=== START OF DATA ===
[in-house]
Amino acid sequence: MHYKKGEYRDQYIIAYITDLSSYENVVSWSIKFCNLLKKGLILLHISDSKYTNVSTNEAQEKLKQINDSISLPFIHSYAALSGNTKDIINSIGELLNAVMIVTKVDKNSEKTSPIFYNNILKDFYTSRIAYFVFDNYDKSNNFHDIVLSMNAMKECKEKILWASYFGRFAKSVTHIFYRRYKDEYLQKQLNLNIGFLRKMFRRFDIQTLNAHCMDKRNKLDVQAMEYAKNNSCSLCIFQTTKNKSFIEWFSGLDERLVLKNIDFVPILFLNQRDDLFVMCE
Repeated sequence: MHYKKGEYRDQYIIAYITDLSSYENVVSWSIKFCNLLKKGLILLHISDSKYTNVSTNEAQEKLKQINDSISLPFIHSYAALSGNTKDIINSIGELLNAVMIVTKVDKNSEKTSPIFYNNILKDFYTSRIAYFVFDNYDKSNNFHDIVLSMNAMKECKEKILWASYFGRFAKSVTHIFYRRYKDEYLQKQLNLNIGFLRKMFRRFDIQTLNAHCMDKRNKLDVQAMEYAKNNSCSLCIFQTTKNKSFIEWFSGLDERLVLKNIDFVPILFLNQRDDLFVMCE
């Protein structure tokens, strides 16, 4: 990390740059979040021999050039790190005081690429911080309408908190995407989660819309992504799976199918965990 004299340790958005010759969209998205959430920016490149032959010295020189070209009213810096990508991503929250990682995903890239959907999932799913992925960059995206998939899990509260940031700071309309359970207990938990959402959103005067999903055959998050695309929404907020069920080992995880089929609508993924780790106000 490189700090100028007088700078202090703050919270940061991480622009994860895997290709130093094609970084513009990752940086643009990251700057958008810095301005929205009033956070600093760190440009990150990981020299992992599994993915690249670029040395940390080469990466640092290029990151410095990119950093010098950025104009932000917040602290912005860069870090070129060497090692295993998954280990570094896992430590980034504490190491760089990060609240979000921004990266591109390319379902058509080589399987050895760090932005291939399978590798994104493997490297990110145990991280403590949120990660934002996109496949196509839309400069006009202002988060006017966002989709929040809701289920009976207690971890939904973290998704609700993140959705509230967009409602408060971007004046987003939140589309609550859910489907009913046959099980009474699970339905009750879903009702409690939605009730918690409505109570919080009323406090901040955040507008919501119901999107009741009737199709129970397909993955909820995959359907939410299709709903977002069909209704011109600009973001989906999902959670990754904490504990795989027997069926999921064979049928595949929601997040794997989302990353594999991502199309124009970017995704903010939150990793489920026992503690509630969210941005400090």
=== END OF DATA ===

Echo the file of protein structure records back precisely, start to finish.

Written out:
[in-house]
Amino acid sequence: MHYKKGEYRDQYIIAYITDLSSYENVVSWSIKFCNLLKKGLILLHISDSKYTNVSTNEAQEKLKQINDSISLPFIHSYAALSGNTKDIINSIGELLNAVMIVTKVDKNSEKTSPIFYNNILKDFYTSRIAYFVFDNYDKSNNFHDIVLSMNAMKECKEKILWASYFGRFAKSVTHIFYRRYKDEYLQKQLNLNIGFLRKMFRRFDIQTLNAHCMDKRNKLDVQAMEYAKNNSCSLCIFQTTKNKSFIEWFSGLDERLVLKNIDFVPILFLNQRDDLFVMCE
Repeated sequence: MHYKKGEYRDQYIIAYITDLSSYENVVSWSIKFCNLLKKGLILLHISDSKYTNVSTNEAQEKLKQINDSISLPFIHSYAALSGNTKDIINSIGELLNAVMIVTKVDKNSEKTSPIFYNNILKDFYTSRIAYFVFDNYDKSNNFHDIVLSMNAMKECKEKILWASYFGRFAKSVTHIFYRRYKDEYLQKQLNLNIGFLRKMFRRFDIQTLNAHCMDKRNKLDVQAMEYAKNNSCSLCIFQTTKNKSFIEWFSGLDERLVLKNIDFVPILFLNQRDDLFVMCE
């Protein structure tokens, strides 16, 4: 990390740059979040021999050039790190005081690429911080309408908190995407989660819309992504799976199918965990 004299340790958005010759969209998205959430920016490149032959010295020189070209009213810096990508991503929250990682995903890239959907999932799913992925960059995206998939899990509260940031700071309309359970207990938990959402959103005067999903055959998050695309929404907020069920080992995880089929609508993924780790106000 490189700090100028007088700078202090703050919270940061991480622009994860895997290709130093094609970084513009990752940086643009990251700057958008810095301005929205009033956070600093760190440009990150990981020299992992599994993915690249670029040395940390080469990466640092290029990151410095990119950093010098950025104009932000917040602290912005860069870090070129060497090692295993998954280990570094896992430590980034504490190491760089990060609240979000921004990266591109390319379902058509080589399987050895760090932005291939399978590798994104493997490297990110145990991280403590949120990660934002996109496949196509839309400069006009202002988060006017966002989709929040809701289920009976207690971890939904973290998704609700993140959705509230967009409602408060971007004046987003939140589309609550859910489907009913046959099980009474699970339905009750879903009702409690939605009730918690409505109570919080009323406090901040955040507008919501119901999107009741009737199709129970397909993955909820995959359907939410299709709903977002069909209704011109600009973001989906999902959670990754904490504990795989027997069926999921064979049928595949929601997040794997989302990353594999991502199309124009970017995704903010939150990793489920026992503690509630969210941005400090």